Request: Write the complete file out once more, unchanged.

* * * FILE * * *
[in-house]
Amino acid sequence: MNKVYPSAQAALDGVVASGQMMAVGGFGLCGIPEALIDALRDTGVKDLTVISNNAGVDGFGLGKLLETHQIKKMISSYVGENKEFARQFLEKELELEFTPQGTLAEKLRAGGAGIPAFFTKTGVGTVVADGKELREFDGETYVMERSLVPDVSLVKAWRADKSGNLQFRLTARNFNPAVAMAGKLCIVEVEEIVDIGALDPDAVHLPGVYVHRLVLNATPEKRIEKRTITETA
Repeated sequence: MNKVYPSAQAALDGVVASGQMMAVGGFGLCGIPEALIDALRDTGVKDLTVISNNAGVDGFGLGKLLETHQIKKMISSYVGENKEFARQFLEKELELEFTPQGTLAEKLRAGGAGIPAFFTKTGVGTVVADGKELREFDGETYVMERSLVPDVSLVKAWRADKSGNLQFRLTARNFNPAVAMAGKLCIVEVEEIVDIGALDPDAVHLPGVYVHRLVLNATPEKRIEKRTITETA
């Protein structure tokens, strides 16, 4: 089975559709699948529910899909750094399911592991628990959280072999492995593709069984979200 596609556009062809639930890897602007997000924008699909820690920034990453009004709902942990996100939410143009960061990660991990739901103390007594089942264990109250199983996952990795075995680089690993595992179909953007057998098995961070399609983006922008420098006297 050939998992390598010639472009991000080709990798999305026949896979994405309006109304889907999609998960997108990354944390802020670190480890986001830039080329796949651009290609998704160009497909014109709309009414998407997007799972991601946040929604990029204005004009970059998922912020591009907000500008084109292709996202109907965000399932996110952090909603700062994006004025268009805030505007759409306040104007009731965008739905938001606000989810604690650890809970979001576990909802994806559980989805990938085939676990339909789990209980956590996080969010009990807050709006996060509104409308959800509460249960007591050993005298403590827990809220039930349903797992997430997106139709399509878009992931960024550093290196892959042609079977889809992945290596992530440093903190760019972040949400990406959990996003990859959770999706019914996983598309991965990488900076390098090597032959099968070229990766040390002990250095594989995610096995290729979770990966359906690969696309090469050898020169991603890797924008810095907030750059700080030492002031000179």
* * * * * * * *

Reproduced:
[in-house]
Amino acid sequence: MNKVYPSAQAALDGVVASGQMMAVGGFGLCGIPEALIDALRDTGVKDLTVISNNAGVDGFGLGKLLETHQIKKMISSYVGENKEFARQFLEKELELEFTPQGTLAEKLRAGGAGIPAFFTKTGVGTVVADGKELREFDGETYVMERSLVPDVSLVKAWRADKSGNLQFRLTARNFNPAVAMAGKLCIVEVEEIVDIGALDPDAVHLPGVYVHRLVLNATPEKRIEKRTITETA
Repeated sequence: MNKVYPSAQAALDGVVASGQMMAVGGFGLCGIPEALIDALRDTGVKDLTVISNNAGVDGFGLGKLLETHQIKKMISSYVGENKEFARQFLEKELELEFTPQGTLAEKLRAGGAGIPAFFTKTGVGTVVADGKELREFDGETYVMERSLVPDVSLVKAWRADKSGNLQFRLTARNFNPAVAMAGKLCIVEVEEIVDIGALDPDAVHLPGVYVHRLVLNATPEKRIEKRTITETA
């Protein structure tokens, strides 16, 4: 089975559709699948529910899909750094399911592991628990959280072999492995593709069984979200 596609556009062809639930890897602007997000924008699909820690920034990453009004709902942990996100939410143009960061990660991990739901103390007594089942264990109250199983996952990795075995680089690993595992179909953007057998098995961070399609983006922008420098006297 050939998992390598010639472009991000080709990798999305026949896979994405309006109304889907999609998960997108990354944390802020670190480890986001830039080329796949651009290609998704160009497909014109709309009414998407997007799972991601946040929604990029204005004009970059998922912020591009907000500008084109292709996202109907965000399932996110952090909603700062994006004025268009805030505007759409306040104007009731965008739905938001606000989810604690650890809970979001576990909802994806559980989805990938085939676990339909789990209980956590996080969010009990807050709006996060509104409308959800509460249960007591050993005298403590827990809220039930349903797992997430997106139709399509878009992931960024550093290196892959042609079977889809992945290596992530440093903190760019972040949400990406959990996003990859959770999706019914996983598309991965990488900076390098090597032959099968070229990766040390002990250095594989995610096995290729979770990966359906690969696309090469050898020169991603890797924008810095907030750059700080030492002031000179």